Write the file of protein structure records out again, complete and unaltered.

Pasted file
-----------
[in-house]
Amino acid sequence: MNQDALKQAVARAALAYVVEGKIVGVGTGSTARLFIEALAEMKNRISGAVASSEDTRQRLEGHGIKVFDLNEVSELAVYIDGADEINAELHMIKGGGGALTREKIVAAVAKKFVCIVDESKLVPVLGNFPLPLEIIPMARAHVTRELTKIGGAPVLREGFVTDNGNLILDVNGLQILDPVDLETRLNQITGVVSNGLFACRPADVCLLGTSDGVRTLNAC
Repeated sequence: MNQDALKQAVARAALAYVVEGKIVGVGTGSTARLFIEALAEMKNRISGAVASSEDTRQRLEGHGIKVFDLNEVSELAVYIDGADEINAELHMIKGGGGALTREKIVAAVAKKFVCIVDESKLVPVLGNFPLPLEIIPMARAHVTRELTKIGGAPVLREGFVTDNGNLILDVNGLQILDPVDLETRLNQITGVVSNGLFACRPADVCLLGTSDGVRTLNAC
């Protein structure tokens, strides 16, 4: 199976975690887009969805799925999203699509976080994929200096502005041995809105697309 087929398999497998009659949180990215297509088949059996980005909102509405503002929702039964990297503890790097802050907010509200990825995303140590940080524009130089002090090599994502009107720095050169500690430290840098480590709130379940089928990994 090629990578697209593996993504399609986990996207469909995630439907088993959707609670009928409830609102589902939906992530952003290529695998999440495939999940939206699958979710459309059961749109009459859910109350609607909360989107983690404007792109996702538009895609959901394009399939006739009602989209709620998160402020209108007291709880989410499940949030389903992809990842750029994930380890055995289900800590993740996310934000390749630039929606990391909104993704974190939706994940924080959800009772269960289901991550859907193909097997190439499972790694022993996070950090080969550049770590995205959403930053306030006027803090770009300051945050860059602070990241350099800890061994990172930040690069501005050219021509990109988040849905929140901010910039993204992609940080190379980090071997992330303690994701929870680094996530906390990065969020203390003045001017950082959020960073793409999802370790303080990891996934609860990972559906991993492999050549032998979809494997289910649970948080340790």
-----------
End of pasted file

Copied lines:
[in-house]
Amino acid sequence: MNQDALKQAVARAALAYVVEGKIVGVGTGSTARLFIEALAEMKNRISGAVASSEDTRQRLEGHGIKVFDLNEVSELAVYIDGADEINAELHMIKGGGGALTREKIVAAVAKKFVCIVDESKLVPVLGNFPLPLEIIPMARAHVTRELTKIGGAPVLREGFVTDNGNLILDVNGLQILDPVDLETRLNQITGVVSNGLFACRPADVCLLGTSDGVRTLNAC
Repeated sequence: MNQDALKQAVARAALAYVVEGKIVGVGTGSTARLFIEALAEMKNRISGAVASSEDTRQRLEGHGIKVFDLNEVSELAVYIDGADEINAELHMIKGGGGALTREKIVAAVAKKFVCIVDESKLVPVLGNFPLPLEIIPMARAHVTRELTKIGGAPVLREGFVTDNGNLILDVNGLQILDPVDLETRLNQITGVVSNGLFACRPADVCLLGTSDGVRTLNAC
């Protein structure tokens, strides 16, 4: 199976975690887009969805799925999203699509976080994929200096502005041995809105697309 087929398999497998009659949180990215297509088949059996980005909102509405503002929702039964990297503890790097802050907010509200990825995303140590940080524009130089002090090599994502009107720095050169500690430290840098480590709130379940089928990994 090629990578697209593996993504399609986990996207469909995630439907088993959707609670009928409830609102589902939906992530952003290529695998999440495939999940939206699958979710459309059961749109009459859910109350609607909360989107983690404007792109996702538009895609959901394009399939006739009602989209709620998160402020209108007291709880989410499940949030389903992809990842750029994930380890055995289900800590993740996310934000390749630039929606990391909104993704974190939706994940924080959800009772269960289901991550859907193909097997190439499972790694022993996070950090080969550049770590995205959403930053306030006027803090770009300051945050860059602070990241350099800890061994990172930040690069501005050219021509990109988040849905929140901010910039993204992609940080190379980090071997992330303690994701929870680094996530906390990065969020203390003045001017950082959020960073793409999802370790303080990891996934609860990972559906991993492999050549032998979809494997289910649970948080340790």